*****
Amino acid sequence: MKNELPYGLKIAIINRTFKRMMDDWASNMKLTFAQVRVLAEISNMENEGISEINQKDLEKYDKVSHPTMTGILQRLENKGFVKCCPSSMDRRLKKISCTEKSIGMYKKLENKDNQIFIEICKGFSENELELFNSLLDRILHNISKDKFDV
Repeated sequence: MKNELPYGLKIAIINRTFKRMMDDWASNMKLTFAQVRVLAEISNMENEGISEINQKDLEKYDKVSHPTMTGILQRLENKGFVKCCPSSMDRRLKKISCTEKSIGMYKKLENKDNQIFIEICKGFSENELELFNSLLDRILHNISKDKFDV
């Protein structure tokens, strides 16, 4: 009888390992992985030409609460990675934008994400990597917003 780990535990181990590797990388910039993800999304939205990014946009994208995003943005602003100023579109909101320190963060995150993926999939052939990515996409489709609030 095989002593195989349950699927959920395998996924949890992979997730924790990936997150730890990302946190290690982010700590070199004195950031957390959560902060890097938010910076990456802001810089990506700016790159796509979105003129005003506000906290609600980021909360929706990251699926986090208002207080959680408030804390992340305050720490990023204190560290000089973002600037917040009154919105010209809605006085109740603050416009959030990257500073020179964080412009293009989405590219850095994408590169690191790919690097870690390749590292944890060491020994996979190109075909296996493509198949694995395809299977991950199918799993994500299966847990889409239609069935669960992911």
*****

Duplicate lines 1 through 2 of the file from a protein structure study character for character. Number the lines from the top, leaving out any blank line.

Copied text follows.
Amino acid sequence: MKNELPYGLKIAIINRTFKRMMDDWASNMKLTFAQVRVLAEISNMENEGISEINQKDLEKYDKVSHPTMTGILQRLENKGFVKCCPSSMDRRLKKISCTEKSIGMYKKLENKDNQIFIEICKGFSENELELFNSLLDRILHNISKDKFDV
Repeated sequence: MKNELPYGLKIAIINRTFKRMMDDWASNMKLTFAQVRVLAEISNMENEGISEINQKDLEKYDKVSHPTMTGILQRLENKGFVKCCPSSMDRRLKKISCTEKSIGMYKKLENKDNQIFIEICKGFSENELELFNSLLDRILHNISKDKFDV